Brooks says this isn’t about agriculture at all. An economic analysis released with the new rule shows the vast majority of dredge-and-fill permits go to transportation departments, the oil and gas industry, and home developers, not farmers.
Evan Branosky, program manager for environmental policy at the National Association of Homebuilders, says the new rule is more clear, and makes work quicker and less costly for developers.
"It’s protecting these water features that we all agree need protection, but then also doing it in a way that really helps us to achieve these other social goals, and in our case it’s that access to allowing this big piece of the economy — homebuilding — to continue to occur," he says.
Branosky says regulations account for about a quarter of the cost of a new home, so if we want to take affordable housing seriously, we have to address all this red tape.
But this is a federal rule. What’s this mean for how we take care of water in Montana?
Tim Davis is the water quality division administrator at Montana Department of Environmental Quality. He says from his position, for both the Obama and Trump rule:
"We don’t believe that they significantly affect the way that we in Montana regulate and protect water quality," he says.
When I talked to Davis in early January, he said the state was still reviewing the 253-page federal document. He says the Montana constitution and Water Quality Act lay the groundwork to protect water in the state, including regulating direct discharges of things like, "Odors, debris, oils, scums. That’s one of my favorite words, technical words to use," Davis says.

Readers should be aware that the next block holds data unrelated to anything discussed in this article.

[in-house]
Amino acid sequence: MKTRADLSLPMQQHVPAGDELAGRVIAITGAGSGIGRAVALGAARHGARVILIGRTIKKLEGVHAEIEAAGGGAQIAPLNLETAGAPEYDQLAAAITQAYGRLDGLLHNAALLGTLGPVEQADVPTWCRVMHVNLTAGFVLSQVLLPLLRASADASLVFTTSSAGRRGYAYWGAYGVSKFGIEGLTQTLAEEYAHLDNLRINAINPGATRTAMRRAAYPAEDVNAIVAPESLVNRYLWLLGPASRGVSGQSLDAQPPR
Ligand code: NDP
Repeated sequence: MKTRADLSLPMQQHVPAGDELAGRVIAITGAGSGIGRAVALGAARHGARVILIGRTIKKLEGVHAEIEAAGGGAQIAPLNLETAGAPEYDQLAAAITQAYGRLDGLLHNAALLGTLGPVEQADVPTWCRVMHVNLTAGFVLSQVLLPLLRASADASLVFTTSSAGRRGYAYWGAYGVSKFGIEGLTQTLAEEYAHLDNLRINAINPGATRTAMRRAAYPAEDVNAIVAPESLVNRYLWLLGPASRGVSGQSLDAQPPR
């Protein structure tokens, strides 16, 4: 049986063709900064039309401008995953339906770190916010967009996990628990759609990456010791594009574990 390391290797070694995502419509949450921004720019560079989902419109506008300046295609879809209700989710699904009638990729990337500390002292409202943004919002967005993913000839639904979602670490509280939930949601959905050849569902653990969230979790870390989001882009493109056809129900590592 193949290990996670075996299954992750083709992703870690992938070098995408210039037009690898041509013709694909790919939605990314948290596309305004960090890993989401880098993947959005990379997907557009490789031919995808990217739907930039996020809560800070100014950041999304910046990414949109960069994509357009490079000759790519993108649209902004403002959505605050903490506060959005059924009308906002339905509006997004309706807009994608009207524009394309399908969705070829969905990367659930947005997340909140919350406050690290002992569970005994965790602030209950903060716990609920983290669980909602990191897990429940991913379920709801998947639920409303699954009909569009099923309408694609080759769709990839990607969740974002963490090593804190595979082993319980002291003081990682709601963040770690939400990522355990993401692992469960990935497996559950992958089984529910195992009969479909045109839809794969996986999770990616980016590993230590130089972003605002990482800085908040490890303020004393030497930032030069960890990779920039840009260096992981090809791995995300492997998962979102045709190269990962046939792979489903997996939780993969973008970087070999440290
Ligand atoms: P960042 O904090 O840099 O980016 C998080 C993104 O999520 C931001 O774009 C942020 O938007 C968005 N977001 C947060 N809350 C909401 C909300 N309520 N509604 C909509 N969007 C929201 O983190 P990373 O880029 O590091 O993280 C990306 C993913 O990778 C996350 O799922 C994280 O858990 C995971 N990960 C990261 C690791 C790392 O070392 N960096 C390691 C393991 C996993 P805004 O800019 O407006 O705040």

But he says questions remain about activities that fill, drain and change the flow of waterways. So if you do something like put in a road over a wetland, federal regulations might be more lax.
But he also says the state does a lot of work to protect these bodies of water.
"How do we best balance the needs of agriculture systems and ecological systems? I mean we’re already doing that," Davis says.
DEQ released strategic plans for managing watersheds for feedback last month. When finalized, they’ll inform how the organization deals with water in the state for the next 20 years. This includes a voluntary program that includes incentives for farmers like Hans McPherson to reduce pollutants that wash into the state’s rivers.
Public comment on the WOTUS rule ends on April 15 , but Democrats in Congress are pushing for a longer timeline.